It’s all here: the lone survivor of a massacre, a white horse, the faithful Native American companion, a silver mine to forge bullets, and a mask. Writer Brett Matthews‘ take on the western icon The Lone Ranger may not be for everyone, but it suits me just fine.
At the heart of the tale is John Reid, a man deeply conflicted with the death of his brother Dan, weighing his need for justice and revenge, and still searching for his place in the world. Our hero is still the man we know, he just doesn’t know it quite yet. The comic is harsher (mirroring the landscape and time period) than most depictions, and the stories often involve tough choices and a fair bit of violence with each issue.
The first 11 issues of Dynamite Entertainment’s ongoing Lone Ranger are collected here in the oversized hardcover volume complete with slipcover, an introduction from Matthews, a gallery of some pretty cool covers by John Cassaday, early sketches and character designs from artist Sergio Cariello, and the 2007 Free Comic Book Day story. The volume retails for $75, but with a little effort you should be able to find it online for less than $50.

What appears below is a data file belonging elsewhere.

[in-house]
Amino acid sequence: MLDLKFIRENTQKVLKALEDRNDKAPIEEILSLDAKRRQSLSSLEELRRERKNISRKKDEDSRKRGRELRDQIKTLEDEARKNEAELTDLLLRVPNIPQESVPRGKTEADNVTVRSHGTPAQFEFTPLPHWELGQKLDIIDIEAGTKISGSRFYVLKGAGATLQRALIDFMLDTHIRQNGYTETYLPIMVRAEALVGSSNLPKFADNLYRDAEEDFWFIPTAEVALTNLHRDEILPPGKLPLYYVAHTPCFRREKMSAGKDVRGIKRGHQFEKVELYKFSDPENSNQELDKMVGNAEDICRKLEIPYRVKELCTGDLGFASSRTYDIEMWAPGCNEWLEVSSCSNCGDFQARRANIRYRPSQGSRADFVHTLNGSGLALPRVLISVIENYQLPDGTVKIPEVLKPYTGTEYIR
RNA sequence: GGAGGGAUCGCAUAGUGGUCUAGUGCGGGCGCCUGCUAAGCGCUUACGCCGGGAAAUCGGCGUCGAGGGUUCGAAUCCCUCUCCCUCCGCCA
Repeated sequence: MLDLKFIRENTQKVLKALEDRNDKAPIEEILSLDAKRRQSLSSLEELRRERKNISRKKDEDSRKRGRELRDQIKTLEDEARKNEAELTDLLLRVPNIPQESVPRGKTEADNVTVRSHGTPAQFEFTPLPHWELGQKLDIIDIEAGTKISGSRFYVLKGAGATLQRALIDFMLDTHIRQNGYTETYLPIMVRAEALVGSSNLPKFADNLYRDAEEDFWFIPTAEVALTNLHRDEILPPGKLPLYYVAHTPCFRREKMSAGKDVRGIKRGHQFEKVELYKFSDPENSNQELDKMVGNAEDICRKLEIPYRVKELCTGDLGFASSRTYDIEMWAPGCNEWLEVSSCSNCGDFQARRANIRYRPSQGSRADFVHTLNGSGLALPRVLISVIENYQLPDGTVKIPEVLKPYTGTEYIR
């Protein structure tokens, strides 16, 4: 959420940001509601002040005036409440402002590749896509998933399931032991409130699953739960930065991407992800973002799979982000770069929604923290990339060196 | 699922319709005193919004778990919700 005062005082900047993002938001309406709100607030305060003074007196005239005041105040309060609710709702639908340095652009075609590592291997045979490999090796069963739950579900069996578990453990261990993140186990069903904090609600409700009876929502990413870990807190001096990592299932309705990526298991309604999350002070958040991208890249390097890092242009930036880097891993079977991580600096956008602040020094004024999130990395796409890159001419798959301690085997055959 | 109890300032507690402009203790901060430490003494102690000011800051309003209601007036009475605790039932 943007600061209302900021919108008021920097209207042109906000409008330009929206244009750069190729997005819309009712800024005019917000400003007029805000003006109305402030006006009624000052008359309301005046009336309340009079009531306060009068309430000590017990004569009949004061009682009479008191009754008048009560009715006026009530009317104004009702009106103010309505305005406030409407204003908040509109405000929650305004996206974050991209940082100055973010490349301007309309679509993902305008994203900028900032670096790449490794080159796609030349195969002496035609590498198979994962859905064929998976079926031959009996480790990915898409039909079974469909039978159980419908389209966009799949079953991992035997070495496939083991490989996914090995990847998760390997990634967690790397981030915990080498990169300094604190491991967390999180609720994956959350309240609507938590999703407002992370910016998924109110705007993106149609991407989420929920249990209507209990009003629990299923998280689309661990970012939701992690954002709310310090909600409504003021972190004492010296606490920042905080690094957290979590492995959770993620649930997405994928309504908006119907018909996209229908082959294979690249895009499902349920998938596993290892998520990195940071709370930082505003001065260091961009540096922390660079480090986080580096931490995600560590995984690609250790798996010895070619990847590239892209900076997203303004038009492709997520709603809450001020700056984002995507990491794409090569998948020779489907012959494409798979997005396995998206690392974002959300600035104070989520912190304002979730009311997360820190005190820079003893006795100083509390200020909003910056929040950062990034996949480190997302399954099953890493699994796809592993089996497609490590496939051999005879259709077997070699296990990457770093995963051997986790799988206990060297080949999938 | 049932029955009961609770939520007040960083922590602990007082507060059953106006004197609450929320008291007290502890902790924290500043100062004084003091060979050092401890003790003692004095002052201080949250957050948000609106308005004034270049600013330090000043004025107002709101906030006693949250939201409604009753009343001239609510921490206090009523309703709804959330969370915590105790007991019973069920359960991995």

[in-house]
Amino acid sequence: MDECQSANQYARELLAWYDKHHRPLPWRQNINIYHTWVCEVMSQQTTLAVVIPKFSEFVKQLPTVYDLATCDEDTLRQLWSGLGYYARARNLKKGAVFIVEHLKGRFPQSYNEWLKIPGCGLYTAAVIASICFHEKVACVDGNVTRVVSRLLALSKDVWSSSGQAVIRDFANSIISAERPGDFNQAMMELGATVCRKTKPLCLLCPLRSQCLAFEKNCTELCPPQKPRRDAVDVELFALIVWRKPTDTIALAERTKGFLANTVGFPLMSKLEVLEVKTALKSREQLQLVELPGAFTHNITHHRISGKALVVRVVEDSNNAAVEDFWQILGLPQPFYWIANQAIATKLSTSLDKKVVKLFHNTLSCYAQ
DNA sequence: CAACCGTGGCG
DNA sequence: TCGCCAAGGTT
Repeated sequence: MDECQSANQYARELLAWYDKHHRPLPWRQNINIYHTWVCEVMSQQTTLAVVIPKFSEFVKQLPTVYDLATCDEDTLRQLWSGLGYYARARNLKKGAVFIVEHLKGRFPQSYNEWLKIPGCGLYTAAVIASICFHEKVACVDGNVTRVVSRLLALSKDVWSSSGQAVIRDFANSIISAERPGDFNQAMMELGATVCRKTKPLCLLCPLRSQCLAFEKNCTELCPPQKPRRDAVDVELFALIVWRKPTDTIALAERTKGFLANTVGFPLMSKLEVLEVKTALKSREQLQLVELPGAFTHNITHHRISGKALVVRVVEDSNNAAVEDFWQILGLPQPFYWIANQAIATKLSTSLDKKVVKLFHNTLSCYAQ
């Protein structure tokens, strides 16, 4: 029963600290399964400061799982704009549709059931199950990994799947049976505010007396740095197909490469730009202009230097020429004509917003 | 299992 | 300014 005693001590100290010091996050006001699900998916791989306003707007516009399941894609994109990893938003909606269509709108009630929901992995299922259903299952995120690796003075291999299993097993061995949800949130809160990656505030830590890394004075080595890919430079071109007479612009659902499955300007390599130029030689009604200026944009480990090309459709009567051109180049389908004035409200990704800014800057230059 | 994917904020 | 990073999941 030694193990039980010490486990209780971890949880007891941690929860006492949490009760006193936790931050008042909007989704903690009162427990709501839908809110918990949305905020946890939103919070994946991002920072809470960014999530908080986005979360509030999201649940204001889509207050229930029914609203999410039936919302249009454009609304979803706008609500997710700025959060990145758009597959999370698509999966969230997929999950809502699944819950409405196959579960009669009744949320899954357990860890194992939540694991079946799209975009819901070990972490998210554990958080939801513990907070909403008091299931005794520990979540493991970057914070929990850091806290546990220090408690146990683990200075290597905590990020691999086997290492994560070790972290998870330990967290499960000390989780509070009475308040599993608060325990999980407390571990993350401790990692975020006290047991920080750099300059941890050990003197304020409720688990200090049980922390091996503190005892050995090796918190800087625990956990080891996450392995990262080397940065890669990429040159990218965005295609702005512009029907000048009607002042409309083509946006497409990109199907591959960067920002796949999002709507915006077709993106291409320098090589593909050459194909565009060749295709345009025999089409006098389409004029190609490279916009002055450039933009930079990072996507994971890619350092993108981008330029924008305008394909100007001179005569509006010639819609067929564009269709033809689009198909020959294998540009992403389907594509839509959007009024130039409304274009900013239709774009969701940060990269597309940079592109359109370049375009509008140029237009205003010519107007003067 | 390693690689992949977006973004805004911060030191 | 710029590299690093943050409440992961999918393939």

The first two story arcs of the series include the birth of the Lone Ranger, his tumultuous relationship to Tonto (who is far more mysterious here than most depictions), his relationship to his brother’s wife and young son, and his quest for the man responsible for his brother’s death. The comic also takes several opportunities to show stories from other perspectives including that of its main villain, Butch Cavendish.
It’s a well-made volume and a steal at a discounted price. Fans of the hero should grab one up while they can, yell out a hearty Hi-Yo Silver, and enjoy the ride. The Lone Ranger rides again.